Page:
Genre: Fiction. YA. Historical.
Pub Date: 1 November 2015
Publisher: Price World Publishing
Length: 294 pages
Paperback : £11.00
Early 1900s, Western America. A lonely, disabled boy with a nasty temper and uncontrolled mystical powers, Moojie is taken by his father to his grandfather’s wilderness farm. There, Moojie meets an otherworldly clan of outcasts that he wants to join. Following a series of misadventures–magical and mystical–he is summoned by the call to a great destiny … if only he can survive one last terrifying trial.
I was surprised to learn that this book was published over 2 years ago; it seems to be suddenly everywhere I look online.
Although touted as Y.A, I found it to be an engaging and beautiful story – Set in late 19th early 20th century. Moojie Littleman is a foundling who is adopted by childless couple; Henry and Kate Littleman. Moojie is written across the babes forehead, and so the name sticks.
The name is an interesting choice, it is no accident that the name Moojie (and its variant spellings) can mean – an ethnic slur in India, particularly about a Muslim. For Kabbalists it is about optimism, being friendly and likeable, other sources say it means ‘gift from God’. Knowing just this gives a foothold into this world created by Robin Gregory. A world of hard men; of Scottish, Irish and European origins, who live hard lives in the dust-blown, western edge of the earthquake riddled coastal town of San Miguel de las Gaviotas.
As Moojie grows to an age when certain stages in development should be met, it becomes clear that he is not like other children. For starters he is disabled. This physical disability is not named, but reads like cerebral palsy. Moojie does not, or cannot, speak; until much later. He has tantrums that create havoc and can be said to be spoilt by his doting mother; Kate. An interesting character herself, his mother introduces Moojie to the magical world of books – science, history, Odysseus. She sees in Moojie something no-one else can, a special quality that she attempts to nurture.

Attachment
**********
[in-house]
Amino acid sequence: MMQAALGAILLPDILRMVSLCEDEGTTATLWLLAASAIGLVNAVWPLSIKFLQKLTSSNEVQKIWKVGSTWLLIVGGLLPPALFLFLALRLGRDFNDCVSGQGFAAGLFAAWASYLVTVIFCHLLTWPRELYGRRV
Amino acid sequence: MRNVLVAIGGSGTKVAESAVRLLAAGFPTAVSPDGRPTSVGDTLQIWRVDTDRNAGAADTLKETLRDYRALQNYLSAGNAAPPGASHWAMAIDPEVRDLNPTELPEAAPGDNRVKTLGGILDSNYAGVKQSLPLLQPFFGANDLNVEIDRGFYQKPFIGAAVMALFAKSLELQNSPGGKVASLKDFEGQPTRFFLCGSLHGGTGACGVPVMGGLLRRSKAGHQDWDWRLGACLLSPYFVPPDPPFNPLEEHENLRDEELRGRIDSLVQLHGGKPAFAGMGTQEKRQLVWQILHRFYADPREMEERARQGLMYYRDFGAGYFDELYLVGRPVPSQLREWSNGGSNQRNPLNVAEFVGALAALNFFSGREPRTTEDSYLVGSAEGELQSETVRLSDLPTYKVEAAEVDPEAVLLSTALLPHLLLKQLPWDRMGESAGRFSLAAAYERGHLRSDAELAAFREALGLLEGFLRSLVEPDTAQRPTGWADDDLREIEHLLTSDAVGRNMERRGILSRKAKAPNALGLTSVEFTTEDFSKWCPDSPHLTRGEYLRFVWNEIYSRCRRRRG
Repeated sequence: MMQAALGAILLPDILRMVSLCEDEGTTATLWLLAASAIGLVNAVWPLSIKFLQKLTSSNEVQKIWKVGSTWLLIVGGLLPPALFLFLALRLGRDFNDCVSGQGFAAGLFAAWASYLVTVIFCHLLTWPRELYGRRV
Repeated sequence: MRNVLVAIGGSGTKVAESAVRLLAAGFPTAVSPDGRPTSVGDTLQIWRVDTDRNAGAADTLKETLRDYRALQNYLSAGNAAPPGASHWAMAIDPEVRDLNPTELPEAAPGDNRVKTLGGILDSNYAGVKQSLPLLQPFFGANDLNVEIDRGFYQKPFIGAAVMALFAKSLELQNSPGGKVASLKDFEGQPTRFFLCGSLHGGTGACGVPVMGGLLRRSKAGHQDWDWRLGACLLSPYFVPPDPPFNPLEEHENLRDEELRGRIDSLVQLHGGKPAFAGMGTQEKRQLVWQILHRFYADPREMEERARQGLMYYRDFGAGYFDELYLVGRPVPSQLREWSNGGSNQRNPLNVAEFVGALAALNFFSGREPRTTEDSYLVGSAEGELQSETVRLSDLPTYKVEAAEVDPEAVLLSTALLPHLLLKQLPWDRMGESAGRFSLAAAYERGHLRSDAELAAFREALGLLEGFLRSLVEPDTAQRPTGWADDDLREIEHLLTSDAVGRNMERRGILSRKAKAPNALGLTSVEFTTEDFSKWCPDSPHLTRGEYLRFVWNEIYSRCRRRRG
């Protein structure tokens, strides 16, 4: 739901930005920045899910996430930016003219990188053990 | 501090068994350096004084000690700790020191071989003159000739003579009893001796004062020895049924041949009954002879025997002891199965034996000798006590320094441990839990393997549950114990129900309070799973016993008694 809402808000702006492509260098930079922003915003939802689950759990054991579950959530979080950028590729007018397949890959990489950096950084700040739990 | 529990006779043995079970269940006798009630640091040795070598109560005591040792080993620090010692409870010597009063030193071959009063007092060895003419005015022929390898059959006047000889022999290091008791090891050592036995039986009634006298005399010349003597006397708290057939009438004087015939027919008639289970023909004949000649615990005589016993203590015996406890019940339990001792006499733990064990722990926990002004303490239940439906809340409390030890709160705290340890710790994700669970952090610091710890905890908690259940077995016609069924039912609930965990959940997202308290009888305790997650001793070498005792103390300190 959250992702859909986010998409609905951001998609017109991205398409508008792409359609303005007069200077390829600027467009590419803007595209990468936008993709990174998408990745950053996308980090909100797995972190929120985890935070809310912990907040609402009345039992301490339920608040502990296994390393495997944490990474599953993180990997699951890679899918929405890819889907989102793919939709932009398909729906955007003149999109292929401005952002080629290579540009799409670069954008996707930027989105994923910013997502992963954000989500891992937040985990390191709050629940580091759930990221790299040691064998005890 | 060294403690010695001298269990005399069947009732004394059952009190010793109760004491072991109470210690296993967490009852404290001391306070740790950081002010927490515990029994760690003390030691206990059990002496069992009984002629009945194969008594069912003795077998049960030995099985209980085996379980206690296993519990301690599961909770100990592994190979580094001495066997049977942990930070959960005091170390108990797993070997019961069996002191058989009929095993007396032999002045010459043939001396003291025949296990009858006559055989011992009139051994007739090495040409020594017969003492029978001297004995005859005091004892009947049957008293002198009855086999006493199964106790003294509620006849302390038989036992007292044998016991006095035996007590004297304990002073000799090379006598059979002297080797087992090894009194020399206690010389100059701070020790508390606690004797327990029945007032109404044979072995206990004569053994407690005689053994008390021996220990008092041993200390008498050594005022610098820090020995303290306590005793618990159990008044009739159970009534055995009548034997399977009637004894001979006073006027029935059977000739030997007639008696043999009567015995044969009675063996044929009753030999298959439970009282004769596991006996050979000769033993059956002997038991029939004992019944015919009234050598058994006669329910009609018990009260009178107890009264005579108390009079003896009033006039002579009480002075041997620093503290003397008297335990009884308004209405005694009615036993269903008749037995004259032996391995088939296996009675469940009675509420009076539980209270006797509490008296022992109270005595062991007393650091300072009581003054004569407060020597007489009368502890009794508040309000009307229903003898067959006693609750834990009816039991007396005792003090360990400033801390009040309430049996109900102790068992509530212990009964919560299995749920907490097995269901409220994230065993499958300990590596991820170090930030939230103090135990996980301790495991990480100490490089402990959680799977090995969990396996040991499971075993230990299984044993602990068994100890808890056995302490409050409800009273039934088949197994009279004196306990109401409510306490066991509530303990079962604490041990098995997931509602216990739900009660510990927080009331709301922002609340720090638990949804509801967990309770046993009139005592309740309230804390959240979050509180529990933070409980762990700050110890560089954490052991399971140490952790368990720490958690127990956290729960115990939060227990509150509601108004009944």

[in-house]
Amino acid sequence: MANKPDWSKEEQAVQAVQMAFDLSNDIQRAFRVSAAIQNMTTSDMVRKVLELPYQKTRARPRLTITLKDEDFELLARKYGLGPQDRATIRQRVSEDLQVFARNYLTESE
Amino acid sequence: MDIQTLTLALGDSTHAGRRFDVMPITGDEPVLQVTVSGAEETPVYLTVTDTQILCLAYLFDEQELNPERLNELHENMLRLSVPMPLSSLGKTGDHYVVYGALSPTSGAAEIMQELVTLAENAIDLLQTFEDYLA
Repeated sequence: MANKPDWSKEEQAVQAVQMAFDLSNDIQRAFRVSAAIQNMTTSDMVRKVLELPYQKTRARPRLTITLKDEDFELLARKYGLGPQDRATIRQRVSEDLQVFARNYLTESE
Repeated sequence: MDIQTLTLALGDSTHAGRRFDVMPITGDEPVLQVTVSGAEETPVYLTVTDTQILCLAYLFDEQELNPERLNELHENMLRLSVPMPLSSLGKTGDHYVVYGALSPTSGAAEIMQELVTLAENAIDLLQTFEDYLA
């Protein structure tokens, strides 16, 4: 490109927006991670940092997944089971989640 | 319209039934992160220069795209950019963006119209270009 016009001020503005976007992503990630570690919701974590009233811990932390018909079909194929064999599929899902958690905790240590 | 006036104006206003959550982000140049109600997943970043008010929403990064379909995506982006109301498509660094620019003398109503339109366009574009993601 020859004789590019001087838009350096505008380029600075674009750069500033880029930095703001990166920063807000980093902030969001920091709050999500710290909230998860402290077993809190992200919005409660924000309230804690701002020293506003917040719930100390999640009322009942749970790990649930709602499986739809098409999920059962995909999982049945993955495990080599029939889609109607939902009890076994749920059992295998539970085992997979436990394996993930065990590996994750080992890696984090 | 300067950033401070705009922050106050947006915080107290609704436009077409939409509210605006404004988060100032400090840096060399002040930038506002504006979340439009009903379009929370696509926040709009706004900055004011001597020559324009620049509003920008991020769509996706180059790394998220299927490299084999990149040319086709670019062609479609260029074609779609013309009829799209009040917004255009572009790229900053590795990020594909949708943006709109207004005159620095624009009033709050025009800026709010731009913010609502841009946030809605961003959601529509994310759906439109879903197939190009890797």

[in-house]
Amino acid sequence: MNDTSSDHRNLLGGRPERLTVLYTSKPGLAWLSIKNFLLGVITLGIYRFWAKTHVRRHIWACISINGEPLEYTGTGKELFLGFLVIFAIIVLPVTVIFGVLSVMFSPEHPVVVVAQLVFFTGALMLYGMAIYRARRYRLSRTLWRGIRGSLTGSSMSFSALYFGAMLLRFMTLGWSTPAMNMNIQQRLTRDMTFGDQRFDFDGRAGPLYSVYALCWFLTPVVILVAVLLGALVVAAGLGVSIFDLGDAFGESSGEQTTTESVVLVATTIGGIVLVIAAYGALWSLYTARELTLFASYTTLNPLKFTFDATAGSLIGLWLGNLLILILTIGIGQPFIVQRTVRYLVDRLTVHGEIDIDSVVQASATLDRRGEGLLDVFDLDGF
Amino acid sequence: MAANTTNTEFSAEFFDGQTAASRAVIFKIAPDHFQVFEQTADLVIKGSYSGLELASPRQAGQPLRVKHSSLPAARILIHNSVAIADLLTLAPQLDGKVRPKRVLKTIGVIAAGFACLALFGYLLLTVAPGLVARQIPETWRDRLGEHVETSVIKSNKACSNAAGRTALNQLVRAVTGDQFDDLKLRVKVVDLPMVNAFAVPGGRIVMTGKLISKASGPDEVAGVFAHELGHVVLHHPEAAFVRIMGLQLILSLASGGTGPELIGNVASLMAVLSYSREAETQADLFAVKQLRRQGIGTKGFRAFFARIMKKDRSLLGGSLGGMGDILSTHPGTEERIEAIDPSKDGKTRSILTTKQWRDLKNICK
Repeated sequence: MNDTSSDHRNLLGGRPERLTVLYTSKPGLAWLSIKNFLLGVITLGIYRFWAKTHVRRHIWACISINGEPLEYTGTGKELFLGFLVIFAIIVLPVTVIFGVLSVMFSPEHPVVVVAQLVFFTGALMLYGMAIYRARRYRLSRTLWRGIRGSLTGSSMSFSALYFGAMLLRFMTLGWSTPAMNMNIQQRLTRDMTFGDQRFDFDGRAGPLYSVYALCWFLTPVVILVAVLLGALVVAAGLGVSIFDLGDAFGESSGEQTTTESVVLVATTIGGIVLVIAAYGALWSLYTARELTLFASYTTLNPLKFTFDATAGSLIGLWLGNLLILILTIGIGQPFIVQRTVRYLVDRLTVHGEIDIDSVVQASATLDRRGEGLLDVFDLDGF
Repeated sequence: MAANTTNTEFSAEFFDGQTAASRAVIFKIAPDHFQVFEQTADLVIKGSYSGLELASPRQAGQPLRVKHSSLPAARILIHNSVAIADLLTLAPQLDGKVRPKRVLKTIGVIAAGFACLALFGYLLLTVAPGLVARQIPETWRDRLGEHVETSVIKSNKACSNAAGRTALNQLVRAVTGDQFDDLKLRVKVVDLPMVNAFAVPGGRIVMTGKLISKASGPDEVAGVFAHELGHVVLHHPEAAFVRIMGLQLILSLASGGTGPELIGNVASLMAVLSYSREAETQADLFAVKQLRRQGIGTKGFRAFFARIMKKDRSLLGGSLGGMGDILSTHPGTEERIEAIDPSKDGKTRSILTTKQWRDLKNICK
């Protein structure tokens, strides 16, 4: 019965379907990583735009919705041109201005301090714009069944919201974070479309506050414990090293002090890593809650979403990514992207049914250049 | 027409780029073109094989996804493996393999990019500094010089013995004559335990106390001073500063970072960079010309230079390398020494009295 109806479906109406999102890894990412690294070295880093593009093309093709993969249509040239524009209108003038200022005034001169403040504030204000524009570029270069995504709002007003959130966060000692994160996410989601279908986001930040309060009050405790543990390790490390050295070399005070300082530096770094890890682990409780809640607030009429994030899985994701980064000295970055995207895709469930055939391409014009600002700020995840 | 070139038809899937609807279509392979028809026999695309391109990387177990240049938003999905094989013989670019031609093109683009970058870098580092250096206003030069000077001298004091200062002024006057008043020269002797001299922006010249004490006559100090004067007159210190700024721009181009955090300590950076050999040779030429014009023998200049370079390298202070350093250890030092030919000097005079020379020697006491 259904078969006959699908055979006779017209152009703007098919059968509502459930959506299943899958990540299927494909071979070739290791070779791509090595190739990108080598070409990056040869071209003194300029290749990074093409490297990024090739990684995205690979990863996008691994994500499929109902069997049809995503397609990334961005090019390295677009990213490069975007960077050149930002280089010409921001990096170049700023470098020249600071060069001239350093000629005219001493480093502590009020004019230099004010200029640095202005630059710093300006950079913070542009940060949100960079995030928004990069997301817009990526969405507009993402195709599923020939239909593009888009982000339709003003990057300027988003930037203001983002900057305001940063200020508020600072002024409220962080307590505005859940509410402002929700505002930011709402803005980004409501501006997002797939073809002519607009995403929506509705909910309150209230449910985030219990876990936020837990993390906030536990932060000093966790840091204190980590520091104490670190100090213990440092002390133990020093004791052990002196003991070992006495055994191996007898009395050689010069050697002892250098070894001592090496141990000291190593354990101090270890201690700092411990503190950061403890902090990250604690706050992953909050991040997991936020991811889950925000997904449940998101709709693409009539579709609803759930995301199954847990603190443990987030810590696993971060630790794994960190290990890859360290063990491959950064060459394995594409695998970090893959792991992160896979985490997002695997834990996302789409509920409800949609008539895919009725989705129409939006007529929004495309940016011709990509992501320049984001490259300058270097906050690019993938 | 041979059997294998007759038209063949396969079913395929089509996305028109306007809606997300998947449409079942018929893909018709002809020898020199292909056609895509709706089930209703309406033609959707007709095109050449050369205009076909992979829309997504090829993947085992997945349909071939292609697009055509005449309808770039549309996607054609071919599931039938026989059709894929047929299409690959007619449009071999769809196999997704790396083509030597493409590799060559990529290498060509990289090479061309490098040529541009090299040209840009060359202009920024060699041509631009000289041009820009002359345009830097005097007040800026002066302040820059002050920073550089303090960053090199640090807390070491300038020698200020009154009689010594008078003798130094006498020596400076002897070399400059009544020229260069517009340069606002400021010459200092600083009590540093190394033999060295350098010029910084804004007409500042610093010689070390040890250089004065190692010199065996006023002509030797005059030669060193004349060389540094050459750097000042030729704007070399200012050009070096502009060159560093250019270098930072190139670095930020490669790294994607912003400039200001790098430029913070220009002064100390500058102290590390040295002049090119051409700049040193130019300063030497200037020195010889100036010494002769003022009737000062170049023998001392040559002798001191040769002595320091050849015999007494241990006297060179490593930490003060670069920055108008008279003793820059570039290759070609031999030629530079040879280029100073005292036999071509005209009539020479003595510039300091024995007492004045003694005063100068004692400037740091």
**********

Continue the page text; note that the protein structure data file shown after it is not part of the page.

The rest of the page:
Then tragedy strikes. Moojie’s world falls apart after his beloved mother’s death and he is packed off to live with a cranky grandfather. He has to toughen up, the threat of being sent away to a boys home hangs over him for years. He is alone, feels unloved and without a sense of belonging.
Enter the Light-Eaters. A strange ‘tribe’ or ‘clan’ of people who live in the hills beyond grandfather’s goat farm. They are not like the locals, they are dark-skinned, dark-haired and viewed with suspicion by the townsfolk, who call them ‘Hostiles’. We are not told if they are Native American, they can speak any language they want, and there is a heavy emphasis on Eastern philosophy and spirituality. A curious group who each have lessons for Moojie; even painful ones, who reveal a little about themselves drop by drop; where are they from exactly? How old, actually, is Babylonia, the ‘girl’ whom Moojie falls for?
Moojie’s desperate desire to belong; to find a family, leads him on a journey of self-development. It is, in essence, a story of self-discovery and spirituality. Moojie’s disability is no excuse or reason for self-limitation, Moojie must learn how to give, how to forgive and how to accept.
This is a curious story, I was quite entranced from the start with the magical elements entwined in amongst the mundane – and isn’t that the point? Gregory has a light touch, poetic adjectives fill the spaces between the daily activities, is an easy read and has a positive message without being cloying. It can be read by the young as a tale of wonder and magic, and by adults as a tale of the human condition, for after all, aren’t we all Moojie Littleman?
I am giving The Improbable Wonders Of Moojie Littleman